Soko Glam – K-Beauty brand Soko Glam announced via Instagram on Sunday that it, too, would be donating to the cause. “As a company and as individuals, we are guided by helping all people and doing what is RIGHT,” the post read. “Given the recent and ongoing racial brutality and social injustice against the black community, we cannot stay silent. We stand with the black community today and always.” Soko Glam said it will be donating to Black Lives Matter and provided a list of sites and resources for its 359,000 followers to educate themselves and support similar organizations.
The Honest Company – The beauty and baby products company founded by Jessica Alba pledged its support in an Instagram post on Sunday. “Being Honest means talking about the things that hurt, the things that are the most difficult, even when it’s uncomfortable,” the brand wrote. “We’re heartbroken to see what is happening and we are committed to a world that is safe for everyone, no matter who they are, no matter their race. We believe that we’re all in this together and that we must lead with awareness, empathy, and honesty to advocate for equality.” The Honest Company pledged to donate $100,000 to organizations fighting racial injustice, including the NAACP Legal Defense and Educational Fund and the Equal Justice Initiative, and committed to matching all donations made by employees to civil rights organizations.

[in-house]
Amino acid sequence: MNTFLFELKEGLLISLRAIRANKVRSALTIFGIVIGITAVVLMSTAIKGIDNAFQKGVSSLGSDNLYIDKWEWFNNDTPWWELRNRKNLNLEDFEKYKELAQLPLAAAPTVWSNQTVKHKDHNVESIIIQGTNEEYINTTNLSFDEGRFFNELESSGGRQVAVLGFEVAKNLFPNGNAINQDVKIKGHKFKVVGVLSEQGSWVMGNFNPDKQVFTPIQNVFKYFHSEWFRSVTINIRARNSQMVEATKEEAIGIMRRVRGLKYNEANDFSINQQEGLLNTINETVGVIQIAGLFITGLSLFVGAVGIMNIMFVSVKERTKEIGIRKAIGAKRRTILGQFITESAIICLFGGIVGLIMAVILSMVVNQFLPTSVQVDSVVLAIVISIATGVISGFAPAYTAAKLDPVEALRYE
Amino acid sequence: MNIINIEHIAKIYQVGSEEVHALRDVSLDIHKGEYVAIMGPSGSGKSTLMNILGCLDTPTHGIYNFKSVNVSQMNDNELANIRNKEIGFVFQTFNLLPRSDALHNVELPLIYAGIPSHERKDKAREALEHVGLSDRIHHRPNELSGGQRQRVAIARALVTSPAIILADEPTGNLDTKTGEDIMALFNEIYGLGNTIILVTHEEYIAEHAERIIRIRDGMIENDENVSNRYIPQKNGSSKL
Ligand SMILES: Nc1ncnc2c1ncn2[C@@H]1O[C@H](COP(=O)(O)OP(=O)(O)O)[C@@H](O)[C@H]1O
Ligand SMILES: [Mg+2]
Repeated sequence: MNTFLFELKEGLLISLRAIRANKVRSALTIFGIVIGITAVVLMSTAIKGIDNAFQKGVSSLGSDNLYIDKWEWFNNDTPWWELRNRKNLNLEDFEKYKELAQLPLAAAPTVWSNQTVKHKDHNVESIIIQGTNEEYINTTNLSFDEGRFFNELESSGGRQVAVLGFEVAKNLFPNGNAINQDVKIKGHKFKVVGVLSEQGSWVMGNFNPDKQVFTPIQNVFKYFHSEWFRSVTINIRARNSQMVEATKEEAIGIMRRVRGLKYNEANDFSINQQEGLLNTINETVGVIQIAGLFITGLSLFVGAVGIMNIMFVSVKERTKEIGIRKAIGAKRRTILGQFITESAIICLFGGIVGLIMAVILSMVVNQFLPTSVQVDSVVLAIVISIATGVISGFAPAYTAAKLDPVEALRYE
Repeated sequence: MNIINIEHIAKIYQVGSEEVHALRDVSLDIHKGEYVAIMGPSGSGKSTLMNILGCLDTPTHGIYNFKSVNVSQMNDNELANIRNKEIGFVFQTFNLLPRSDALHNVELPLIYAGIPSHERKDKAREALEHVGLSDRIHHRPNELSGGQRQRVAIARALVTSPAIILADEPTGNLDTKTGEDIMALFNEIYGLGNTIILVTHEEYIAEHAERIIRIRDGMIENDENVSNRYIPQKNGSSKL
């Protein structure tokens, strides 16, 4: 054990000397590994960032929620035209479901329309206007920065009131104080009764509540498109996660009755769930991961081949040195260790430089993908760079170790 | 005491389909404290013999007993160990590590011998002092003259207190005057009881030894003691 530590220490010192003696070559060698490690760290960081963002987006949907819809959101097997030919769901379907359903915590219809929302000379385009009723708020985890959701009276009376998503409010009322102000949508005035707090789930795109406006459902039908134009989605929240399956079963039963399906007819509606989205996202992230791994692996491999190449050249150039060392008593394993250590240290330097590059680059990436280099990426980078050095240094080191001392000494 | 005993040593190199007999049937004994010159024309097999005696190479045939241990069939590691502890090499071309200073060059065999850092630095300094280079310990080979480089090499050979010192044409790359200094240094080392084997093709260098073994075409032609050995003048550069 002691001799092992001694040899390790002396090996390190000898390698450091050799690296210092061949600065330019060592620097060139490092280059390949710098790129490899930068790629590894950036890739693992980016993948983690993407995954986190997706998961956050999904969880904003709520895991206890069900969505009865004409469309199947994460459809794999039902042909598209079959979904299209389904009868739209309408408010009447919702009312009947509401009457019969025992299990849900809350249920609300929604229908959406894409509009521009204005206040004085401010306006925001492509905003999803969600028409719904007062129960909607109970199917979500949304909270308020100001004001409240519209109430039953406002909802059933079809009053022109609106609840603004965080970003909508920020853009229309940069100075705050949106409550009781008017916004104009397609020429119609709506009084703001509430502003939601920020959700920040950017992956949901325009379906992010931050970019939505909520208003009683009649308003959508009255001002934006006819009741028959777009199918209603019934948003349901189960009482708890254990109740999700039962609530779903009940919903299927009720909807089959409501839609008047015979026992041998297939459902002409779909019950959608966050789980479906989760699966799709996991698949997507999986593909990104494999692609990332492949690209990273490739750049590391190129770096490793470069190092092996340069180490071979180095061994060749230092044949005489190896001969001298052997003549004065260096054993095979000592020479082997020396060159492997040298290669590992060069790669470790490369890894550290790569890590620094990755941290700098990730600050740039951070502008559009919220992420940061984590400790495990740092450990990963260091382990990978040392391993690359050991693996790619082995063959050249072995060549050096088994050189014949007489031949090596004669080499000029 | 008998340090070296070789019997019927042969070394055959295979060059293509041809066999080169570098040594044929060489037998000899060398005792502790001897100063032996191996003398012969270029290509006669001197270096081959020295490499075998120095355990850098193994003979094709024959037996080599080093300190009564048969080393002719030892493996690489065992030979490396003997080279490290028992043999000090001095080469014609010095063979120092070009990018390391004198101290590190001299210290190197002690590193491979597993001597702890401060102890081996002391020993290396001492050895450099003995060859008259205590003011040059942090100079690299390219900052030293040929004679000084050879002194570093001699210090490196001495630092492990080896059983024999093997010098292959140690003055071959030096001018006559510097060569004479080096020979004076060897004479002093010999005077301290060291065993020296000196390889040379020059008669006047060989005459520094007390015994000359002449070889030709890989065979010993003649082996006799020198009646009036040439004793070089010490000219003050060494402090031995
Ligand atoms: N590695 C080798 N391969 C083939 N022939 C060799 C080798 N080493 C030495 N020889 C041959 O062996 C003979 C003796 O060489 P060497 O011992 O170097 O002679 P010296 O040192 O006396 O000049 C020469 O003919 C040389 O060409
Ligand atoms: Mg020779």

Farmacy Beauty – The farm-fresh skincare brand announced its support of the Black community with a quote from Ella Baker. “To our community of nearly half a million: ‘Until the killing of black men, black mothers’ sons, becomes as important to the rest of the country as the killing of a white mother’s son—we who believe in freedom cannot rest until this happens,’” the post read. Farmacy Beauty shared that it will donate $10,000 to Color of Change and shared additional resources for its 432,000 followers via Instagram stories.
Boy Smells – The LGBTQ-founded candle company voiced its commitment via Instagram on Monday. “We stand up against inequality and justice,” the post said. “We stand in solidarity and fight systemic racism that courses through the veins of America. Our silence is our complacency, and it is no longer an option.” Boy Smells then pledged a total of $10,000 to the NAACP, Black Lives Matter, and Black Visions Collective.
Nécessaire – Trendy personal care company Nécessaire invoked the wise words of Angela Davis in an Instagram on Sunday. “In a racist society, it is not enough to be non-racist, we must be anti-racist,” it read. The brand did not originally include a donation but later amended the post to reflect a $10,000 donation to the NAACP Legal Defense and Educational Fund.